Nerd Stuff: Textual Criticism

I wrote the following article on my church’s blog and thought it was so nerdy I’d repost it here.


How do we get our English Bibles? What are the documents that the Bible translators work from? Haven’t all of the original documents been lost or destroyed? Is it true that all we have now are copies of copies and that they are full of errors?

The questions of Bible translation are difficult and complex. Some scholars would have you believe that we are in an impossible position because we don’t have any original documents and all we’re left with is a bunch of error-ridden copies of copies [of copies of copies…]. Like in the game “Telephone” where a message is passed from person to person and is inevitably changed at the end, the message of Scripture has been passed on so many times that we can’t possibly discover the original. Bart Ehrman even says that there are more errors in our New Testament documents than there are words!

And technically speaking, he’s right. There are more errors than the words. And we don’t have any of the original documents. All we have are copies of copies and all of them are at least slightly different from each other. What a hopeless state we’re in! We can’t possibly trust the Bible! My whole system of faith is falling apart! 

While it would certainly be easier if we had all of the original manuscripts of the Bible, we are not without hope. We can identify, with as much assurance as possible, the original readings of Scripture. As the man says, “There’s an app for that.” Our app is called textual criticism, and it is a proven scientific method for determining the original reading of ancient texts. Let’s do a contemporary English example.

Imagine that you’ve got five pieces of paper that are all supposed to say the same thing, but they’re all different. Your task is to reconstruct the original message of which these five are copies. Let’s look at them:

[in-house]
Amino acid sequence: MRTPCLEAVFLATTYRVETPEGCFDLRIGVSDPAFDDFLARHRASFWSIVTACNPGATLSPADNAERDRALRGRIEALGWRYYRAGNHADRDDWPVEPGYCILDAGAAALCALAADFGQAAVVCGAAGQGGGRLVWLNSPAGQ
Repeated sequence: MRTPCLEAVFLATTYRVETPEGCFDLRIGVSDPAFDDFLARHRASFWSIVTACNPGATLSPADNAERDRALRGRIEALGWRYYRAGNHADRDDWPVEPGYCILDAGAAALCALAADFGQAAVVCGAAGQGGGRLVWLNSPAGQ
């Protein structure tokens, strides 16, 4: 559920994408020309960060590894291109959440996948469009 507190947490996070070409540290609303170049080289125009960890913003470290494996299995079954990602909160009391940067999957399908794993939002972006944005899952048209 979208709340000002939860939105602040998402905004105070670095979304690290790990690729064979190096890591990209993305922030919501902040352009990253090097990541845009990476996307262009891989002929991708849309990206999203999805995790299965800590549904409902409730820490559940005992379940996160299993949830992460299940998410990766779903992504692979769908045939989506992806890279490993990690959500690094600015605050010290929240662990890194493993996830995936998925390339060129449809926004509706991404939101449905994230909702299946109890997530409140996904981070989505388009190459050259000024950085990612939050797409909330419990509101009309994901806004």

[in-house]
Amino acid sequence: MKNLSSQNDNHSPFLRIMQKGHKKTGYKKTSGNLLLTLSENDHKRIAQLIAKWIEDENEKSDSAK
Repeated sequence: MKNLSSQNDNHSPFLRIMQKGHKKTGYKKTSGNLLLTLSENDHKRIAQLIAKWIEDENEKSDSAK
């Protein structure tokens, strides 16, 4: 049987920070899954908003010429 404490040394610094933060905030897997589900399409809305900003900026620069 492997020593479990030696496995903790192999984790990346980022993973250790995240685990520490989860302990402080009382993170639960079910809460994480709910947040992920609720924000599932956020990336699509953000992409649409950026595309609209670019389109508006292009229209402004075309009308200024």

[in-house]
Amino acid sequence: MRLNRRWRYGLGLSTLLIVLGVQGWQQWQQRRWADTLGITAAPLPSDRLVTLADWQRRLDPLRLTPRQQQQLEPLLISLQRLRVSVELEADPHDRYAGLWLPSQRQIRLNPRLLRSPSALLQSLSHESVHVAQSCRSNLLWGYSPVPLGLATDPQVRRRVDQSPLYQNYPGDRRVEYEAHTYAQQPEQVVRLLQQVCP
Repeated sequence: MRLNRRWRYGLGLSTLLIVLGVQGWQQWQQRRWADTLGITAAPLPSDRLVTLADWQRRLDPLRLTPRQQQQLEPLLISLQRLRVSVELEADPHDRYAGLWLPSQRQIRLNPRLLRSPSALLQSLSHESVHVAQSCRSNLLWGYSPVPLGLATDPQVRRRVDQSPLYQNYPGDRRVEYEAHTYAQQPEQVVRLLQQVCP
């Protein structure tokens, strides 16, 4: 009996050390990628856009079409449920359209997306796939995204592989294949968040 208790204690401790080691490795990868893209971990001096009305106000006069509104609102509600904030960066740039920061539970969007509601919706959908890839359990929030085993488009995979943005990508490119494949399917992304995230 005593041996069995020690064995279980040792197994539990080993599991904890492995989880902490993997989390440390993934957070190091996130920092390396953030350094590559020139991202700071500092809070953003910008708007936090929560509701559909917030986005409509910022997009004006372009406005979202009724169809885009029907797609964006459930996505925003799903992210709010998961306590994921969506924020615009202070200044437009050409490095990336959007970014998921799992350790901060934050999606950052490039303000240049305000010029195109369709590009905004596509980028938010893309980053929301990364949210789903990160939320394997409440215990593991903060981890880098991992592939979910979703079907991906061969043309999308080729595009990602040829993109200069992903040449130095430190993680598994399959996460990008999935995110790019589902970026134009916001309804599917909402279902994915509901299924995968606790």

1. Thee Bucki’s will win the national champion ship this year.
  2. The Buckees wil wind the nashunal championship this year.
  3. The Buckeyes will win the Big Ten Championship this year.
  4. The Wolverines will win the National Championship this year.
  5. The Buckeyes will win the National Championship this decade.

Now let’s examine each one in turn. #1 was clearly written by someone unfamiliar with college football, but you can still discern a coherent message if you know what they probably meant to say. #2 was written by an awful speller. #3 was written by someone who lacked faith. #4 was written by a heretic. #5 was written by a revisionist historian.

With these five texts in front of you, you can begin to piece together the original message. The first word is obviously The, with the only variant being a misspelling. The second word is interesting, not because of the misspellings, but because of #4’s insertion of “Wolverines”. In this instance, you would likely conclude that the original reading is Buckeyes, but you may also add a footnote that says something like, “one obviously heretical document substitutes Wolverines“. The third, fourth, and fifth words are easily discernible: will win the. The sixth word is interesting because you have another substitution. But which one is it? By all appearances it should be National, but if document #3 is unusually credible and strong, it could be Big Ten. In this case, it’s wisest to go with National, but to also include a footnote for Big Ten. The seventh and eighth words are clearly Championship this. The final word seems obvious, but we have another example of a single pesky variant. Here again, we’ll choose year but have a footnote for decade.

So our final text would read: The Buckeyes1 will win the National2 Championship this year3.

And we can be quite certain that this is, indeed, the word of the Lord.

Print Friendly, PDF & Email